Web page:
‘Intensive mothering’ in the early years: the cultivation and consolidation of (physical) capital
2015-12-08T15:09:53Z (GMT) by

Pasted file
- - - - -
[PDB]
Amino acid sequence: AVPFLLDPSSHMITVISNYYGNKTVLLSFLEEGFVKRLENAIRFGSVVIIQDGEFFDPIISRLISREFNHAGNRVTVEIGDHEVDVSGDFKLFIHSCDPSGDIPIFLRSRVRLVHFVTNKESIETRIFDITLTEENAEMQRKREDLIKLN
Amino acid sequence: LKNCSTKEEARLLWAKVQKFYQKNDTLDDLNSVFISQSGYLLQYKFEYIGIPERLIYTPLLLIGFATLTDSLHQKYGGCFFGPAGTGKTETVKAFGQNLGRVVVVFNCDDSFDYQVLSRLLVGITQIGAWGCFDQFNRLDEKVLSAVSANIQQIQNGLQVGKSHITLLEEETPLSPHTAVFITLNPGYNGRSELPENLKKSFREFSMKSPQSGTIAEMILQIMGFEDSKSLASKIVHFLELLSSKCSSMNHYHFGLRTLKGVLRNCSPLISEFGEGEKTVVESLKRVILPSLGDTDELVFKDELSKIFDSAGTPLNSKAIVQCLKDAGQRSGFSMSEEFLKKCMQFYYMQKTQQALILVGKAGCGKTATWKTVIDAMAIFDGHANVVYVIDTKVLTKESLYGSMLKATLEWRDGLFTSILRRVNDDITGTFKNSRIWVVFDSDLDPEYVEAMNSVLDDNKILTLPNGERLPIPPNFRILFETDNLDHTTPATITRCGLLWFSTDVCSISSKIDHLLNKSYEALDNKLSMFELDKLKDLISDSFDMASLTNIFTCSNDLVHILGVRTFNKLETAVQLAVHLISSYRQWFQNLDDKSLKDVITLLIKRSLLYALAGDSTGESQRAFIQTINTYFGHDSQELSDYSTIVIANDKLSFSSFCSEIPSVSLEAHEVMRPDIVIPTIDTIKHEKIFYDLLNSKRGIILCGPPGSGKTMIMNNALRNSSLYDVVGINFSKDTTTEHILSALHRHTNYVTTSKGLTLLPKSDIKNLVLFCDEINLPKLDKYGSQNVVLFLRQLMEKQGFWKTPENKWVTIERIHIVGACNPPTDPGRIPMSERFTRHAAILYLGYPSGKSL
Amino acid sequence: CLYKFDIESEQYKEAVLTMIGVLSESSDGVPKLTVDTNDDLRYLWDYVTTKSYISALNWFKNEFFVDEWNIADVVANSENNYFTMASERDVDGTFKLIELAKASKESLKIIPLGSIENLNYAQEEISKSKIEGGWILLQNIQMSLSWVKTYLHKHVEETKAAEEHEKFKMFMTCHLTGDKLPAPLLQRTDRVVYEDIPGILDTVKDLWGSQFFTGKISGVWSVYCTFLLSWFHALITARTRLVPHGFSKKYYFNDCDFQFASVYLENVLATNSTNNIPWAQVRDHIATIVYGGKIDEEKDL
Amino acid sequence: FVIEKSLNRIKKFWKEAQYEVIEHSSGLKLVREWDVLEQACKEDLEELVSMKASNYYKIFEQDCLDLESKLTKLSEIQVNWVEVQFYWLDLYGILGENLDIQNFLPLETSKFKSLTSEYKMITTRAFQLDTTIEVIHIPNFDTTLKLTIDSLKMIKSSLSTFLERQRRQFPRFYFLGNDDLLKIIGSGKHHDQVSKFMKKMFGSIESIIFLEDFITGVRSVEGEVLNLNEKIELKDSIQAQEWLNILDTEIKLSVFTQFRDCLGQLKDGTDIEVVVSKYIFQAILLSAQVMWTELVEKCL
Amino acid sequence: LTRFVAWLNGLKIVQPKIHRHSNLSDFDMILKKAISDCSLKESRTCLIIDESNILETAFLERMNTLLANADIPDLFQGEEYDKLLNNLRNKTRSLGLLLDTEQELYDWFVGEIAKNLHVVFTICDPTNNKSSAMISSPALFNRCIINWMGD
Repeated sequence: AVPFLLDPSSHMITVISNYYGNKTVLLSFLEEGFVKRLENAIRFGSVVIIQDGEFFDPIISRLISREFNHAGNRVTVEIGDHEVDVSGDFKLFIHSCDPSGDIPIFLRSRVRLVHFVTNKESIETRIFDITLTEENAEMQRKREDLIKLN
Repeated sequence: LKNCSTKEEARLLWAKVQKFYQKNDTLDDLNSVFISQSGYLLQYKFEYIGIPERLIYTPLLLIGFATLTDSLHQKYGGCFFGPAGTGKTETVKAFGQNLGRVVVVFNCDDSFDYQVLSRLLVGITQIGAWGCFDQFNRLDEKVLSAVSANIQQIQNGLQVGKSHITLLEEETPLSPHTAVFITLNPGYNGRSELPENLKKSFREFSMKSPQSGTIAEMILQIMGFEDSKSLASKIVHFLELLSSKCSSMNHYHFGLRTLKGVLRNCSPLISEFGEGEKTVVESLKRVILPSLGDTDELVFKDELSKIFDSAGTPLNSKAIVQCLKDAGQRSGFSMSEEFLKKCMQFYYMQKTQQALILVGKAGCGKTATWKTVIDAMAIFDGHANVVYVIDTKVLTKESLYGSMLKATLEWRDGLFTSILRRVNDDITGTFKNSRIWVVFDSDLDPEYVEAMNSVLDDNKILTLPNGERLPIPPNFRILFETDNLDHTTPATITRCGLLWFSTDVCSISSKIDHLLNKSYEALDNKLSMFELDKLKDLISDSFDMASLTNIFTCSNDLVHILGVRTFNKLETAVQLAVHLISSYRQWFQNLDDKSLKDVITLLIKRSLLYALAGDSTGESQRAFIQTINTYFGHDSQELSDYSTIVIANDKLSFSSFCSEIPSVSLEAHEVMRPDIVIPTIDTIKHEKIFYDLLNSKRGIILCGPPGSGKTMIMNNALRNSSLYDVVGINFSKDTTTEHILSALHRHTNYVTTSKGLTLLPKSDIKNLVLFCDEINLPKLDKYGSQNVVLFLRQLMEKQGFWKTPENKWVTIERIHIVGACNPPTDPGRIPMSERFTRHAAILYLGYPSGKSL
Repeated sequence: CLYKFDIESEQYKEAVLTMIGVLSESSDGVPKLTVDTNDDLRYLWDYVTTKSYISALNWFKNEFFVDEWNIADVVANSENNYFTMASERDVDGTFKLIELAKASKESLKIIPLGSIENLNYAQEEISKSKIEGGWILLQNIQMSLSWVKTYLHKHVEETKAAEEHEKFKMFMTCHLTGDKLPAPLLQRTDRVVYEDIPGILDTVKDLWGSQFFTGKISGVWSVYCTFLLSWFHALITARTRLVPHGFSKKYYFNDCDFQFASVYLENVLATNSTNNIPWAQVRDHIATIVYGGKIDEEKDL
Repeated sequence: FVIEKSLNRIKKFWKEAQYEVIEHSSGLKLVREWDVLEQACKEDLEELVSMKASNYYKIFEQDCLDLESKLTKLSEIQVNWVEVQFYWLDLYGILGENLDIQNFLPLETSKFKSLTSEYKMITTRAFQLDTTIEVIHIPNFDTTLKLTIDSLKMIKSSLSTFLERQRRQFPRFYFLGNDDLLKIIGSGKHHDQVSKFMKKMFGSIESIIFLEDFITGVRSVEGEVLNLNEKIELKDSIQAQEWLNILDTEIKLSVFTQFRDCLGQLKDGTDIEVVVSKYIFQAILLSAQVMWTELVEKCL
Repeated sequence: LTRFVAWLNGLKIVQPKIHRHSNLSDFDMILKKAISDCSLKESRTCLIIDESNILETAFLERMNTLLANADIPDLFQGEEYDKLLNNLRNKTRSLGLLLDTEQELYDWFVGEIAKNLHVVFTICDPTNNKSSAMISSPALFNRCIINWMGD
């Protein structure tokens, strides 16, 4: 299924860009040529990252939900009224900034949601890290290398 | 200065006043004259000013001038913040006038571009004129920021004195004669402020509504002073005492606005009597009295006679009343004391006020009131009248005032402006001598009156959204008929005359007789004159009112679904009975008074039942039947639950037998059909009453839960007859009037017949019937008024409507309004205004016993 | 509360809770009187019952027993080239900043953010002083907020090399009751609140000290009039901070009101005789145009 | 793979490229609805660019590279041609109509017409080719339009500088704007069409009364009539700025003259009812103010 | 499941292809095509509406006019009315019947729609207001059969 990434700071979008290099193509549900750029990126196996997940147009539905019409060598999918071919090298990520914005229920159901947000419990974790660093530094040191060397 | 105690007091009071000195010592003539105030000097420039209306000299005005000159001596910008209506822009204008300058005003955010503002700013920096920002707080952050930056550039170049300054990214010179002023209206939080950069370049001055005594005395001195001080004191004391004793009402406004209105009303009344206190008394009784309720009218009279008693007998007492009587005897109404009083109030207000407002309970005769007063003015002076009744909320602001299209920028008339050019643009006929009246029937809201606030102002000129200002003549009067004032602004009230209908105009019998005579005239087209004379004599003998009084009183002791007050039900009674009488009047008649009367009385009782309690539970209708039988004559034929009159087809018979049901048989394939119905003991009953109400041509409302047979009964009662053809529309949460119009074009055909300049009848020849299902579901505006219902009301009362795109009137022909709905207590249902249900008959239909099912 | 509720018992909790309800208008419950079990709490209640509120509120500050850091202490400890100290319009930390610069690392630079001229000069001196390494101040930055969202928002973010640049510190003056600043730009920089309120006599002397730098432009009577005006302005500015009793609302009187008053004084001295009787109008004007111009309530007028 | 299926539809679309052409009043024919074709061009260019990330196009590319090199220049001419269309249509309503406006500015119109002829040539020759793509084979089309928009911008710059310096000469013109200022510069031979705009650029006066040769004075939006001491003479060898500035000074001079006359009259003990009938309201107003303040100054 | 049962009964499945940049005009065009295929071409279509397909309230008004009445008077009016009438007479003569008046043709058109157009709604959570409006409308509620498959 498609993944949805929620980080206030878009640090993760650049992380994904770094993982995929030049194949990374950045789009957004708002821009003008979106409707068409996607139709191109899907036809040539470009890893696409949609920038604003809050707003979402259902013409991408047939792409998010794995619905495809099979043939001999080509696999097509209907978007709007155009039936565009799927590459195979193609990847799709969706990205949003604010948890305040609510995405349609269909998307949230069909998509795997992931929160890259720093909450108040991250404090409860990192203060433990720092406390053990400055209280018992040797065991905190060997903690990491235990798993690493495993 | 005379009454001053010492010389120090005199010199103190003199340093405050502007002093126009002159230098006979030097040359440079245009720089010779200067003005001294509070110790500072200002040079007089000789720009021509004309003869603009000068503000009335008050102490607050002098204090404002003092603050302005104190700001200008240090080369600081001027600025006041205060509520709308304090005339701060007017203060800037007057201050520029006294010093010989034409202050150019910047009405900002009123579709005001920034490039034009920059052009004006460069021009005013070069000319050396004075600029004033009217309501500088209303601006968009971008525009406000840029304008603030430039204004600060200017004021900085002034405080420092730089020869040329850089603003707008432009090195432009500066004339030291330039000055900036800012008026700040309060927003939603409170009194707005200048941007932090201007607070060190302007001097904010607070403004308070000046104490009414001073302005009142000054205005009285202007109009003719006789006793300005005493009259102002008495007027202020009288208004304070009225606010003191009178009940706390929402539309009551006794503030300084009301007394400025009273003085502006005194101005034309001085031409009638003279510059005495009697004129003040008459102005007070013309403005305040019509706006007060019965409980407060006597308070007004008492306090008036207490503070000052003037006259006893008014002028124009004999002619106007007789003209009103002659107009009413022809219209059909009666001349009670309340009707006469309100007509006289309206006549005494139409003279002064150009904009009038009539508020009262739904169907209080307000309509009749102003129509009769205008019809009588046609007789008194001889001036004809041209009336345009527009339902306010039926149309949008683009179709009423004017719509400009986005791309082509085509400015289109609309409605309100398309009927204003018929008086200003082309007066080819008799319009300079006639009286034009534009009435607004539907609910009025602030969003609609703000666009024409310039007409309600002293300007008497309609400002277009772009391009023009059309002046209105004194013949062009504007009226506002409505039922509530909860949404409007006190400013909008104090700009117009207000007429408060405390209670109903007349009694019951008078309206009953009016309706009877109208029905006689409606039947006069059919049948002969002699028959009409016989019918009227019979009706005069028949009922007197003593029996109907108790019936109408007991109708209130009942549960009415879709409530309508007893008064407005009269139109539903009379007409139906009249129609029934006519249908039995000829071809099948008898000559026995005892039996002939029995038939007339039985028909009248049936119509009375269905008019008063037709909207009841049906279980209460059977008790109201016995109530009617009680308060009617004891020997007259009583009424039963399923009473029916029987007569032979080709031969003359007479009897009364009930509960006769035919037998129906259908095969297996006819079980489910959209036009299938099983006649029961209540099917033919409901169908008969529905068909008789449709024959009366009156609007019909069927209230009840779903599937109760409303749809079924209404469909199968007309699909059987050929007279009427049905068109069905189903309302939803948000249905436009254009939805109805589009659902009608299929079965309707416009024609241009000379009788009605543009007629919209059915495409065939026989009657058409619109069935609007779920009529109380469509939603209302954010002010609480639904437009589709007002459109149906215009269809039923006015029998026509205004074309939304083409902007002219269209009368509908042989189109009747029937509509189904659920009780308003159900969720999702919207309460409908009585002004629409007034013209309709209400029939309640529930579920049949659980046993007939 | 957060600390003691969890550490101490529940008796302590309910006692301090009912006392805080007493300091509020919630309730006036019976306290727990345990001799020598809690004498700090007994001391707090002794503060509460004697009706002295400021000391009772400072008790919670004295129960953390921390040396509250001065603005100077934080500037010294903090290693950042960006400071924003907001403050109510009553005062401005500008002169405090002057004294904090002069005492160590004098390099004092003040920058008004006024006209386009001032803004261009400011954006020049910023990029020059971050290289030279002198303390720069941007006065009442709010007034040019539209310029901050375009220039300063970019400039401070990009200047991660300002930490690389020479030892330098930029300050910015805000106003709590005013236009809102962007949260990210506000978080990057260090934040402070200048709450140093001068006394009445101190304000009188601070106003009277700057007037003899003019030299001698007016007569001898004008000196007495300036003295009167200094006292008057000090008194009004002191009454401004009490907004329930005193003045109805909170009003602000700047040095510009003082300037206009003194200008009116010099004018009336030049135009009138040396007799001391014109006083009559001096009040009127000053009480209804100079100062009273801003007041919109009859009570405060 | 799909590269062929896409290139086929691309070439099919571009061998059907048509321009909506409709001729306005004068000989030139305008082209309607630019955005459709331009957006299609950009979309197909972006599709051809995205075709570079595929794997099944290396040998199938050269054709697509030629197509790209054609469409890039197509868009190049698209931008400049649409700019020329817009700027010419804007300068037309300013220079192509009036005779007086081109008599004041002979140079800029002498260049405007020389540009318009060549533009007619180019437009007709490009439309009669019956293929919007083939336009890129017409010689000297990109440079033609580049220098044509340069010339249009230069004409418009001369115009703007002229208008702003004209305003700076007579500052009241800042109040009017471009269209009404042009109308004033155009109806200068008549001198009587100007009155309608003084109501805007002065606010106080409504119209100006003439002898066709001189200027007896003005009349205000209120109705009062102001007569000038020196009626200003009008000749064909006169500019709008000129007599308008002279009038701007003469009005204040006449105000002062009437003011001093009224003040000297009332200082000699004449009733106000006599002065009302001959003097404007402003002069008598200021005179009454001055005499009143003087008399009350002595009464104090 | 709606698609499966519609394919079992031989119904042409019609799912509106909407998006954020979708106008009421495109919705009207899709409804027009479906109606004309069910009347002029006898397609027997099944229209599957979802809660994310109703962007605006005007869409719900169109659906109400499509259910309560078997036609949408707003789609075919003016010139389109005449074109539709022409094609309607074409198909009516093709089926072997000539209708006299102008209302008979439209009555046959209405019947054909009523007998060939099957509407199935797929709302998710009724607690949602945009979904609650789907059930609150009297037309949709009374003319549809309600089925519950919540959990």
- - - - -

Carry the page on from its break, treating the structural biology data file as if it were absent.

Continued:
Growing pressure on parents to equip their children with the skills required for future success, coupled with an increased focus on providing quality learning experiences in the early years, has contributed to an upsurge in the enrolment of young children in formal (often privatised) activities. Moreover, in response to growing societal concerns over the perceived risks of obesity and sedentary lifestyles, parents are often acutely aware of the importance of providing plentiful physical activity opportunities for their children within this enrichment context. In this paper, the tendency for parents to provide copious developmental opportunities is referred to as ‘intensive mothering’ and is explored through the theoretical lens of Bourdieu, specifically his concepts of habitus and capital. This paper reports on a small-scale study undertaken within the UK, which sought to explore the impact of social class on access to early years’ provision as well as parental attitudes towards physical activity and the provision of preschool physical development opportunities. Data were generated through a questionnaire (disseminated via early years settings) as well as three in-depth interviews with ‘middle-class’ parents and were analysed to draw out key themes relating to the cultivation and consolidation of (physical) capital. The data indicate that many parents perceive a ‘responsibility’ to aid their children's physical development and demonstrate a willingness to facilitate the acquisition of physical capital via the provision of play equipment, privatised classes and additional (informal) physical activity opportunities. Moreover, they suggest that ‘middle-class’ parents, in particular, articulate the need to invest heavily in enrichment activities, influenced by their own experiences, tastes and values. It is argued that ‘intensive mothering’ is illustrative of the reproduction of a class-based habitus and can be perceived as an attempt to maintain or improve social position through the cultivation, consolidation and, ultimately, conversion, of appropriate capital.